Here goes another one of those blogs that I probably should not write, but what the heck? I have had dozens of people ask me for my take on William Young’s The Shack, so I guess I will give it to them. I will just keep it short.
The Shack is a fiction book that describes a man’s encounter with God after the kidnapping and death of his daughter. I found the book to be a good read and would have no problem recommending it to people. Theologically, of course, every thing I read could be better, but there were no red flags that concerned me too much. In fact, one of my biggest criticisms was that Young (the author) seemed to go to far out of his way to put orthodox language on the lips of God. In doing so, he avoided some of the major pitfalls when dealing with the Trinity and did his best to keep people like me off his back (which is often futile—especially when a work is too popular!), but he suggested, in my opinion, too much concerning our grasp of God’s nature. I like a bit more mystery left in tact. We may understand accurately, but let us not think we understand fully.
I was quite surprised by his understanding of many often elusive theological details. For example, when conversations with God occurred, it was explained that while God already knows all (thus he was not an Open Theist), this in no way makes the conversation meaningless as it is God’s purpose and pleasure to genuinely engage with us. I was impressed as well by the description of the Holy Spirit. When Mack (the main character and father of the girl) attempted to look at the Holy Spirit, he could never really focus. That is some really good theology as the Holy Spirit’s role, as is stated in the book, is to point to Christ, not to himself. Christ is the central figure, yet all of the members of the Trinity are presented as one, yet distinct, equal, yet fulfilling a particular role. Good stuff.
Of course there are going to be many who don’t like descriptions made of God in such a way. I can understand this, but if you are one of these, you need to be consistent and have the same problems with fictional stories such as the Chronicles of Narnia. And to be sure people will have problems with God the Father and God the Holy Spirit showing up as women, but I think he did a good job of explaining why this was the case. God is neither male nor female, as Young elaborated, and a fatherly figure is not what Mack needed at the time. While, to be sure, God is presented as masculine in the Scriptures, there are times when he compares himself to a mother in order to describe that which is expedient to the need. I think this is all Young has done. If this were written ten years ago when all the gender inclusive stuff was hotter than it is now, I might have been more offended thinking there was some sort of agenda behind it. But I don’t think this is the case.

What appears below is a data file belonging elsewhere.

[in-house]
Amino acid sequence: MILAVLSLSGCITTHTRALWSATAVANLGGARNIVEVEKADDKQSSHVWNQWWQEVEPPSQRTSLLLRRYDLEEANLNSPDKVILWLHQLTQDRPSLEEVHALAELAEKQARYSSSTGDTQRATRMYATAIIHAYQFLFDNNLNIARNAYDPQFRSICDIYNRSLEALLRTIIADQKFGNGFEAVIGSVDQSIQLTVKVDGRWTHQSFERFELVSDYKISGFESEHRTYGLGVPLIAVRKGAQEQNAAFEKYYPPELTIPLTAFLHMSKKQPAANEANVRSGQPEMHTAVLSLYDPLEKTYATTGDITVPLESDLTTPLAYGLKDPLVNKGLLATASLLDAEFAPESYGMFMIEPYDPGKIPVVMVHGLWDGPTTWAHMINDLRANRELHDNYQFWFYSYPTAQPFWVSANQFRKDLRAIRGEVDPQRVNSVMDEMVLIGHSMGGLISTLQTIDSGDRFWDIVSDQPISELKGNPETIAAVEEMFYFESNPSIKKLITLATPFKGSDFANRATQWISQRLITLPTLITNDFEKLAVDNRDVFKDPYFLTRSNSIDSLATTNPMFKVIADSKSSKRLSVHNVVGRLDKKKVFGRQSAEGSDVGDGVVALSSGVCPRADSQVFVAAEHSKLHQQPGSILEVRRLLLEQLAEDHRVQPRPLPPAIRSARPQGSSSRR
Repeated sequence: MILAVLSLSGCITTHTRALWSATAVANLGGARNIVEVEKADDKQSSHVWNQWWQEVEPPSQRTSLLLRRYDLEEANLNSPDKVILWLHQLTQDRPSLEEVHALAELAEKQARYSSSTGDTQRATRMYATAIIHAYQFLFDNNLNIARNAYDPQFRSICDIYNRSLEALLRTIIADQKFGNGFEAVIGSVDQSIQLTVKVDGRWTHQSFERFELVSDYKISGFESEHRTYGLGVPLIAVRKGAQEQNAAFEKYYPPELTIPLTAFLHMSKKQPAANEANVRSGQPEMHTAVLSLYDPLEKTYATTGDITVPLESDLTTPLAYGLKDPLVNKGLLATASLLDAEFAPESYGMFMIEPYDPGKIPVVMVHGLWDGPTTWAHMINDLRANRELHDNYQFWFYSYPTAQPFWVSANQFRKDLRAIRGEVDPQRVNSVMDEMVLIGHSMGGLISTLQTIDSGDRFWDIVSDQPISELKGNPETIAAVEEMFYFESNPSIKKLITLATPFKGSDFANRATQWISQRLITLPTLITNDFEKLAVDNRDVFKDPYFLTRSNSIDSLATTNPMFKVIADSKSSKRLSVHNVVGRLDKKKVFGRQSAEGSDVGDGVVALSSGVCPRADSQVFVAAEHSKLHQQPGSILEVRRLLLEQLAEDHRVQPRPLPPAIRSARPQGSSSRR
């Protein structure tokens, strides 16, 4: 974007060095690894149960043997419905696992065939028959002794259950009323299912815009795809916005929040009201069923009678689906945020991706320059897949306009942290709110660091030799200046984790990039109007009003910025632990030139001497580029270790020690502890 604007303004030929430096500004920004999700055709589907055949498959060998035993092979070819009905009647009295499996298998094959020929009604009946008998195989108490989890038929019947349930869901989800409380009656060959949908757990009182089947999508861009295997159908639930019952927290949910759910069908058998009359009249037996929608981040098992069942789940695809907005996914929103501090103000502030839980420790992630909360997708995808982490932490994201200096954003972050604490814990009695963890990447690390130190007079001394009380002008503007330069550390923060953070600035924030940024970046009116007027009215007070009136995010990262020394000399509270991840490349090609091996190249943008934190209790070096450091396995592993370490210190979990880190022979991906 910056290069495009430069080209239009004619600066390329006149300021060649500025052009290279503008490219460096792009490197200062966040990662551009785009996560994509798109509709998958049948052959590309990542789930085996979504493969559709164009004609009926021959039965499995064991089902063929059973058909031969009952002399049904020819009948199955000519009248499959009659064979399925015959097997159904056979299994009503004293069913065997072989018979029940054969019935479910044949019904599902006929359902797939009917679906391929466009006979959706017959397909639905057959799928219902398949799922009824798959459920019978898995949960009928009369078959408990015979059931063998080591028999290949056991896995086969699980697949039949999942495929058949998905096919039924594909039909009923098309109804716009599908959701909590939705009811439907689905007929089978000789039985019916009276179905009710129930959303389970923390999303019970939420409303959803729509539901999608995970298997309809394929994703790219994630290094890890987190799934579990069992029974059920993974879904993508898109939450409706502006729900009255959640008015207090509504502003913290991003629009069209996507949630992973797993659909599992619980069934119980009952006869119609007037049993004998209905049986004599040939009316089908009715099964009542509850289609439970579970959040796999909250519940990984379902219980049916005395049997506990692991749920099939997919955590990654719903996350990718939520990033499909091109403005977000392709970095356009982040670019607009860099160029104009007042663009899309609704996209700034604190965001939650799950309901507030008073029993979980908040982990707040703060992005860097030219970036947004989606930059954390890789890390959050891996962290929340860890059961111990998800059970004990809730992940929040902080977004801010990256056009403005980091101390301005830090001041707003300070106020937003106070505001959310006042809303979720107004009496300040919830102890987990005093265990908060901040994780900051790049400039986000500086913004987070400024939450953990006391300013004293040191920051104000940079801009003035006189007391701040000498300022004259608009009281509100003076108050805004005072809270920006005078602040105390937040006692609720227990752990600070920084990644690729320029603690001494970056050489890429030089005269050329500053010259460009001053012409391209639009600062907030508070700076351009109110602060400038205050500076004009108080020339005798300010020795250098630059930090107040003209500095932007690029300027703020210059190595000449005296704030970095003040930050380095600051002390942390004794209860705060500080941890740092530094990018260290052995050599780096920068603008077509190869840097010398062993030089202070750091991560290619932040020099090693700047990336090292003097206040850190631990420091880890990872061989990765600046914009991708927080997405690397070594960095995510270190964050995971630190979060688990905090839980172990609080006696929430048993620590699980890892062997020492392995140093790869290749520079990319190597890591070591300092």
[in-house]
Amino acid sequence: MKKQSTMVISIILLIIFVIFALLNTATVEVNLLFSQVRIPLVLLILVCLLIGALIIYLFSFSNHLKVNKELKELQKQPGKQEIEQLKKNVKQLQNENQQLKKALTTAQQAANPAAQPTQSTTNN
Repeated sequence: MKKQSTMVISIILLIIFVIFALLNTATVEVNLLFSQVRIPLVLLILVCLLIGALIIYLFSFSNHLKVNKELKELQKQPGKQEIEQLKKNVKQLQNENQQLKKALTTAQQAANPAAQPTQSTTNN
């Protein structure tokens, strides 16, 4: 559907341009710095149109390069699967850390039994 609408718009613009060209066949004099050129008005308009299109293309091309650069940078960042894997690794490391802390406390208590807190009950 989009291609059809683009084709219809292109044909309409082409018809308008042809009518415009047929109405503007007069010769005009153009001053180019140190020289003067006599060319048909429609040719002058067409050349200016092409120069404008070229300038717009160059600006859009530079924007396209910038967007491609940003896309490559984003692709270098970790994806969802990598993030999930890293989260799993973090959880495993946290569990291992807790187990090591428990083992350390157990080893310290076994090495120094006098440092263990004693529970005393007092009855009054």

Of course I did not agree with all the libertarian freedom (Arminian) presuppositions (God will not interfere with human autonomous freedom). Young did, however, back off on this at the end when he said that God could have intervened and saved his daughter. Besides, I don’t judge the value of such works upon their stance on non-cardinal issues. I can appreciate them even if they do promote such silliness as libertarianism!
I did like how Young left it a mystery as to why God did not save Mack’s daughter. God has his purpose which we sometimes don’t need to know. I often think of that with regard to the death of my sister. The search for meaning can be maddening, but we must ultimately say that God knows what he is doing, is in control, and is good. We sacrifice none of these. Young communicated such in this book. There is so much to commend here.
In the end, I thought that the book was decently written, thoroughly engaging, and theologically sound. I would recommend it, not as a basic theology novel, but as a good attempt to deal with the problem of pain in a creative way that will cause one to step outside their box for a while. Don’t let it create a new box (as is so often the case when people get out of one box, they jump right into another), but consider it’s perspective and you will be fine. In other words, reading or liking The Shack will not send you to hell (at least I hope!).
PLEASE NOTE: I puposefully did not read many reviews of this book so as not to try to jump on any band wagon, one way or another. However, I have caught the wind that most conservatives don’t like it much. Am I missing something?